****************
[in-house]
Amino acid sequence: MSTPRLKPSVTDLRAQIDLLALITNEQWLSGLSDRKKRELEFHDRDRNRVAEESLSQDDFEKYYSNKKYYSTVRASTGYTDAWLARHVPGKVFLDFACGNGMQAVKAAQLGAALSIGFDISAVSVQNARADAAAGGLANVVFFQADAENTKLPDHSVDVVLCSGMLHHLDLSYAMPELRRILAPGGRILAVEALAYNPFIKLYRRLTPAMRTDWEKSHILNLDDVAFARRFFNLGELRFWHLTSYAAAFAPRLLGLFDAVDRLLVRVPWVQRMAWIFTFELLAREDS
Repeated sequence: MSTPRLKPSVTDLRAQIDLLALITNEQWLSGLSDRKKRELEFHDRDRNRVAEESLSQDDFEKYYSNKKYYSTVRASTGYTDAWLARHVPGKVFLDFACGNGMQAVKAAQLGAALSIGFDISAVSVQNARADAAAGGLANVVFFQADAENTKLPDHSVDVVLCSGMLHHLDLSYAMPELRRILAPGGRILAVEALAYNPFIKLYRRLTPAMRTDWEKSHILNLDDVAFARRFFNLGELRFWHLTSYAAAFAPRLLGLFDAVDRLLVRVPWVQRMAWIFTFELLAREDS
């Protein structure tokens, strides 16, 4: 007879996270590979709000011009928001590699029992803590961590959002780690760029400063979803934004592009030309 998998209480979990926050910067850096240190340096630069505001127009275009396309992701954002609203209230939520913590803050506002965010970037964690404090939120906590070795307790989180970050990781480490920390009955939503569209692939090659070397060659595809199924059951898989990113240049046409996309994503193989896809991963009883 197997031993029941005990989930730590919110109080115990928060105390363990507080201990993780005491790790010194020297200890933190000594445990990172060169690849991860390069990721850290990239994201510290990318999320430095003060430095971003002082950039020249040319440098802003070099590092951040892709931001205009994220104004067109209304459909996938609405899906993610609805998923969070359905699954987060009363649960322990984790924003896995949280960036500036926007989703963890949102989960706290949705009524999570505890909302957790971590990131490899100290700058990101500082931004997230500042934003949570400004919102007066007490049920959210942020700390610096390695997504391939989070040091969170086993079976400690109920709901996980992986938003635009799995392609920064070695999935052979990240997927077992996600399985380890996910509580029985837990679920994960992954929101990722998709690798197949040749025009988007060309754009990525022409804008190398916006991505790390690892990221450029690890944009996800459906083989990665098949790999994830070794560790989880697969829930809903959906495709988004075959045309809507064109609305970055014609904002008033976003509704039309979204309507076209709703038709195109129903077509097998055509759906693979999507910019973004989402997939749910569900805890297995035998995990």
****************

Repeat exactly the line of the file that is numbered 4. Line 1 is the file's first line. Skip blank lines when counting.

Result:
């Protein structure tokens, strides 16, 4: 007879996270590979709000011009928001590699029992803590961590959002780690760029400063979803934004592009030309 998998209480979990926050910067850096240190340096630069505001127009275009396309992701954002609203209230939520913590803050506002965010970037964690404090939120906590070795307790989180970050990781480490920390009955939503569209692939090659070397060659595809199924059951898989990113240049046409996309994503193989896809991963009883 197997031993029941005990989930730590919110109080115990928060105390363990507080201990993780005491790790010194020297200890933190000594445990990172060169690849991860390069990721850290990239994201510290990318999320430095003060430095971003002082950039020249040319440098802003070099590092951040892709931001205009994220104004067109209304459909996938609405899906993610609805998923969070359905699954987060009363649960322990984790924003896995949280960036500036926007989703963890949102989960706290949705009524999570505890909302957790971590990131490899100290700058990101500082931004997230500042934003949570400004919102007066007490049920959210942020700390610096390695997504391939989070040091969170086993079976400690109920709901996980992986938003635009799995392609920064070695999935052979990240997927077992996600399985380890996910509580029985837990679920994960992954929101990722998709690798197949040749025009988007060309754009990525022409804008190398916006991505790390690892990221450029690890944009996800459906083989990665098949790999994830070794560790989880697969829930809903959906495709988004075959045309809507064109609305970055014609904002008033976003509704039309979204309507076209709703038709195109129903077509097998055509759906693979999507910019973004989402997939749910569900805890297995035998995990």